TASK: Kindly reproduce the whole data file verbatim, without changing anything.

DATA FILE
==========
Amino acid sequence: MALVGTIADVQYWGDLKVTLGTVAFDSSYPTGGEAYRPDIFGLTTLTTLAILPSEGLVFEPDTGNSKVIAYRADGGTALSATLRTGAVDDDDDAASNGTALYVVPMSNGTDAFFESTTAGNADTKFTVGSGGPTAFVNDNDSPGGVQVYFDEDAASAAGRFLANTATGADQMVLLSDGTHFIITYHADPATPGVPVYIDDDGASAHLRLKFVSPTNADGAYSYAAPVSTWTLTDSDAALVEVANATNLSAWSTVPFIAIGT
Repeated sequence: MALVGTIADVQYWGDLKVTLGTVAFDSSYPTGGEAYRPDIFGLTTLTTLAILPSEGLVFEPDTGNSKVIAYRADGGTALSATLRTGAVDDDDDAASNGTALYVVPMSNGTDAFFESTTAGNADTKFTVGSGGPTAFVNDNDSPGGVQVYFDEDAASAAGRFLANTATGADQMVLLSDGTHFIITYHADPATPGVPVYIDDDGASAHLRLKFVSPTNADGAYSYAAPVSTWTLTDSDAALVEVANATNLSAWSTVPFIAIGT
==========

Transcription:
Amino acid sequence: MALVGTIADVQYWGDLKVTLGTVAFDSSYPTGGEAYRPDIFGLTTLTTLAILPSEGLVFEPDTGNSKVIAYRADGGTALSATLRTGAVDDDDDAASNGTALYVVPMSNGTDAFFESTTAGNADTKFTVGSGGPTAFVNDNDSPGGVQVYFDEDAASAAGRFLANTATGADQMVLLSDGTHFIITYHADPATPGVPVYIDDDGASAHLRLKFVSPTNADGAYSYAAPVSTWTLTDSDAALVEVANATNLSAWSTVPFIAIGT
Repeated sequence: MALVGTIADVQYWGDLKVTLGTVAFDSSYPTGGEAYRPDIFGLTTLTTLAILPSEGLVFEPDTGNSKVIAYRADGGTALSATLRTGAVDDDDDAASNGTALYVVPMSNGTDAFFESTTAGNADTKFTVGSGGPTAFVNDNDSPGGVQVYFDEDAASAAGRFLANTATGADQMVLLSDGTHFIITYHADPATPGVPVYIDDDGASAHLRLKFVSPTNADGAYSYAAPVSTWTLTDSDAALVEVANATNLSAWSTVPFIAIGT